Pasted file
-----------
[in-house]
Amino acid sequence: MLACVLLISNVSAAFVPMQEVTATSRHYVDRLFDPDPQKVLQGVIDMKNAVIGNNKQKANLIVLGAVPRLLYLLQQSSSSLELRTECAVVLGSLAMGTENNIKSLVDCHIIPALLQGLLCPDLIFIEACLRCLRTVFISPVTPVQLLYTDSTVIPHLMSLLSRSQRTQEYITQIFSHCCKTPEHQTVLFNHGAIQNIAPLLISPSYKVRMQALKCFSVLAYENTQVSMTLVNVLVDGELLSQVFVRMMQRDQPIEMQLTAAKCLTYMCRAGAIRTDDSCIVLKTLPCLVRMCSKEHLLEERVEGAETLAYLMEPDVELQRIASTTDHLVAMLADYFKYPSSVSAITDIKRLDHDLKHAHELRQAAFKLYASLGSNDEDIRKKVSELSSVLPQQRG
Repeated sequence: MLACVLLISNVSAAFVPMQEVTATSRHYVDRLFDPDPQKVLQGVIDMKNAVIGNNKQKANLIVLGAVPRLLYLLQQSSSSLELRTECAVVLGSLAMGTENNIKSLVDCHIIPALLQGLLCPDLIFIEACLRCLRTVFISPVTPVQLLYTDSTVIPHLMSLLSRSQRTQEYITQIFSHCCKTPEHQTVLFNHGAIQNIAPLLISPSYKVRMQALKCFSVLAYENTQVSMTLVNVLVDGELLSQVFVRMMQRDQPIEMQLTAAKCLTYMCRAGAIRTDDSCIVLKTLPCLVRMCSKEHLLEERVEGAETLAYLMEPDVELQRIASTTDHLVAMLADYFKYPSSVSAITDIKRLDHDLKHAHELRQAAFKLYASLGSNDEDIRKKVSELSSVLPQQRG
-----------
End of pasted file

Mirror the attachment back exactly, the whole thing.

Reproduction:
[in-house]
Amino acid sequence: MLACVLLISNVSAAFVPMQEVTATSRHYVDRLFDPDPQKVLQGVIDMKNAVIGNNKQKANLIVLGAVPRLLYLLQQSSSSLELRTECAVVLGSLAMGTENNIKSLVDCHIIPALLQGLLCPDLIFIEACLRCLRTVFISPVTPVQLLYTDSTVIPHLMSLLSRSQRTQEYITQIFSHCCKTPEHQTVLFNHGAIQNIAPLLISPSYKVRMQALKCFSVLAYENTQVSMTLVNVLVDGELLSQVFVRMMQRDQPIEMQLTAAKCLTYMCRAGAIRTDDSCIVLKTLPCLVRMCSKEHLLEERVEGAETLAYLMEPDVELQRIASTTDHLVAMLADYFKYPSSVSAITDIKRLDHDLKHAHELRQAAFKLYASLGSNDEDIRKKVSELSSVLPQQRG
Repeated sequence: MLACVLLISNVSAAFVPMQEVTATSRHYVDRLFDPDPQKVLQGVIDMKNAVIGNNKQKANLIVLGAVPRLLYLLQQSSSSLELRTECAVVLGSLAMGTENNIKSLVDCHIIPALLQGLLCPDLIFIEACLRCLRTVFISPVTPVQLLYTDSTVIPHLMSLLSRSQRTQEYITQIFSHCCKTPEHQTVLFNHGAIQNIAPLLISPSYKVRMQALKCFSVLAYENTQVSMTLVNVLVDGELLSQVFVRMMQRDQPIEMQLTAAKCLTYMCRAGAIRTDDSCIVLKTLPCLVRMCSKEHLLEERVEGAETLAYLMEPDVELQRIASTTDHLVAMLADYFKYPSSVSAITDIKRLDHDLKHAHELRQAAFKLYASLGSNDEDIRKKVSELSSVLPQQRG